Sibling rivalry the sub-plot as Marshalls go head to head
By Christian Nicolussi 24 May 2018 — 4:19pm
The kid on the left wearing the Wests Tigers T-shirt with some black, white and orange supporters’ paint on his left arm will never forget being in the ANZ Stadium sheds after big brother Benji Marshall helped deliver the joint venture their first title. Thirteen years on, Jeremy Marshall-King will now get the chance to lock horns with his sibling when Canterbury and the Tigers meet at the very same venue. Marshall-King was only nine years of age when Benji created league folklore with his game-changing flick pass against North Queensland. "I was there that day with my other brother [Jordan]. I remember running around the field with them,’’ Marshall-King said on Thursday. "He was over the moon. We were so happy for him. We got photos taken. We only came up to his knees. "We’ve been texting each other this week, but he’s said ‘you do your job and I’ll do mine’. He’s been good. For the age he is , he’s still going well and his legs are going good. “He’s still got it, he’s definitely still got it, and I reckon he’s still got a lot [of football] in him.”
Marshall-King recalls the games of backyard footy. He always pretended to be Jonah Lomu because of his love of rugby.
“And ‘Benj’ … he was just him,” Marshall-King said. Marshall is a marketer’s dream and when the Tigers lured him home this season, they knew they would get bang for their buck on the field but more importantly off it. Marshall-King, 11 years Benji’s junior, is much more reserved. By his own admission, Marshall-King says: “I’m the quiet brother, I’m not that good at speaking, he’s much louder than me”. They have different fathers but Marshall-King dislikes the term “half-brothers”.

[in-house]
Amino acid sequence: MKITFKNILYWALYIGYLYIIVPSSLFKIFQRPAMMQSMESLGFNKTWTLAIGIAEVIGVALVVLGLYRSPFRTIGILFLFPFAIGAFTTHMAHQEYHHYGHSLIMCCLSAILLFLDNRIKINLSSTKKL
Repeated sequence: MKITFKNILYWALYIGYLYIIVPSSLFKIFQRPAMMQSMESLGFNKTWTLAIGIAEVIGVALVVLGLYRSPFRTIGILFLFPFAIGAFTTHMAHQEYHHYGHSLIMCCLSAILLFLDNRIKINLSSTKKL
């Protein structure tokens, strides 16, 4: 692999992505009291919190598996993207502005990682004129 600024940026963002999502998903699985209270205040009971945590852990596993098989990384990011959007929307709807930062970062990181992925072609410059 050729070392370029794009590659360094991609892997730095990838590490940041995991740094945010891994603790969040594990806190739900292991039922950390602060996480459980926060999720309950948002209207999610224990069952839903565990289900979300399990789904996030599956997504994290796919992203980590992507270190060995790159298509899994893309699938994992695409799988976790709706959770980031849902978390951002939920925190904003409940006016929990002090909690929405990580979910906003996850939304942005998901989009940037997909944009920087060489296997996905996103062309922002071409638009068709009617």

To prove how close the pair are Benji watched Marshall-King make his debut for the Tigers in round 26 last year at Leichhardt Oval and then joined in an impromptu haka to celebrate his younger brother’s first game. He also encouraged Marshall-King to leave the Tigers - and skip the chance for them to play together in the NRL - because he knew better opportunities awaited at Belmore. Marshall-King has played every game this year for Canterbury, where he was shifted from the halves and has now made hooker his own. Possessing a wicked step like Benji, he is also capable of putting on big shots - and surviving them - just like he did when he bounced straight up after a monster Dean Whare hit last month.
That potential shot of the season at Panthers Stadium was talked about for weeks, with Marshall-King admitting adrenaline helped him quickly get back on his feet but that he could no longer watch the replay. The Marshalls match-up is one of several sub-plots leading into Sunday’s game, with former Tigers captain Aaron Woods to run out against his club while Canterbury’s favourite son Josh Reynolds will return from injury for the Tigers. “It would have been nice to stay with him but he said ‘do what’s best for you, there’s an opportunity there for you’ and I’m glad I made the change,” Marshall-King said.
"I’ve played every game and it’s been a great start. "After games we’ll text each other and I’ll ask him what he reckons I need to work on. “When I was in the halves he’d tell me to run more and take on the line. Now at hooker [he says] to run more out of dummy-half whe the markers are down.” Marshall-King said he had never felt pressured to live up to his brother’s reputation and at only 22 is happy to “make my own name”.